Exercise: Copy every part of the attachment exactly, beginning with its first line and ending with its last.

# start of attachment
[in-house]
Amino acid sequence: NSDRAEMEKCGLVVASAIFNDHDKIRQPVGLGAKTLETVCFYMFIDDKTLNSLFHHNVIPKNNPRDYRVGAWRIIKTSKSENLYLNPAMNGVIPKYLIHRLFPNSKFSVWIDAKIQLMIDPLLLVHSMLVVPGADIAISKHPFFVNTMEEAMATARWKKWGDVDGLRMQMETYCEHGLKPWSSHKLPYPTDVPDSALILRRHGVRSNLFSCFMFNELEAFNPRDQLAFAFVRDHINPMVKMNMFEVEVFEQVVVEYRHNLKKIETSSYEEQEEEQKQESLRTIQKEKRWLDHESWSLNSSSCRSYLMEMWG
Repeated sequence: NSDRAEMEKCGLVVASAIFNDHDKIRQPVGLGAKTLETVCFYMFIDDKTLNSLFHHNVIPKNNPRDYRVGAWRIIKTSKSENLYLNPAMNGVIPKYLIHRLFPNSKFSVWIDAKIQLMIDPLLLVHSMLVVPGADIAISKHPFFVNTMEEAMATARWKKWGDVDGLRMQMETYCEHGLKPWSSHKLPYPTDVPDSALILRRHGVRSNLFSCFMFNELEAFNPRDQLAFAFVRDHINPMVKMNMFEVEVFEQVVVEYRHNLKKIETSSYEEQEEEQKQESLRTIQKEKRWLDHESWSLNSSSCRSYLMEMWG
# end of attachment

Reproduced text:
[in-house]
Amino acid sequence: NSDRAEMEKCGLVVASAIFNDHDKIRQPVGLGAKTLETVCFYMFIDDKTLNSLFHHNVIPKNNPRDYRVGAWRIIKTSKSENLYLNPAMNGVIPKYLIHRLFPNSKFSVWIDAKIQLMIDPLLLVHSMLVVPGADIAISKHPFFVNTMEEAMATARWKKWGDVDGLRMQMETYCEHGLKPWSSHKLPYPTDVPDSALILRRHGVRSNLFSCFMFNELEAFNPRDQLAFAFVRDHINPMVKMNMFEVEVFEQVVVEYRHNLKKIETSSYEEQEEEQKQESLRTIQKEKRWLDHESWSLNSSSCRSYLMEMWG
Repeated sequence: NSDRAEMEKCGLVVASAIFNDHDKIRQPVGLGAKTLETVCFYMFIDDKTLNSLFHHNVIPKNNPRDYRVGAWRIIKTSKSENLYLNPAMNGVIPKYLIHRLFPNSKFSVWIDAKIQLMIDPLLLVHSMLVVPGADIAISKHPFFVNTMEEAMATARWKKWGDVDGLRMQMETYCEHGLKPWSSHKLPYPTDVPDSALILRRHGVRSNLFSCFMFNELEAFNPRDQLAFAFVRDHINPMVKMNMFEVEVFEQVVVEYRHNLKKIETSSYEEQEEEQKQESLRTIQKEKRWLDHESWSLNSSSCRSYLMEMWG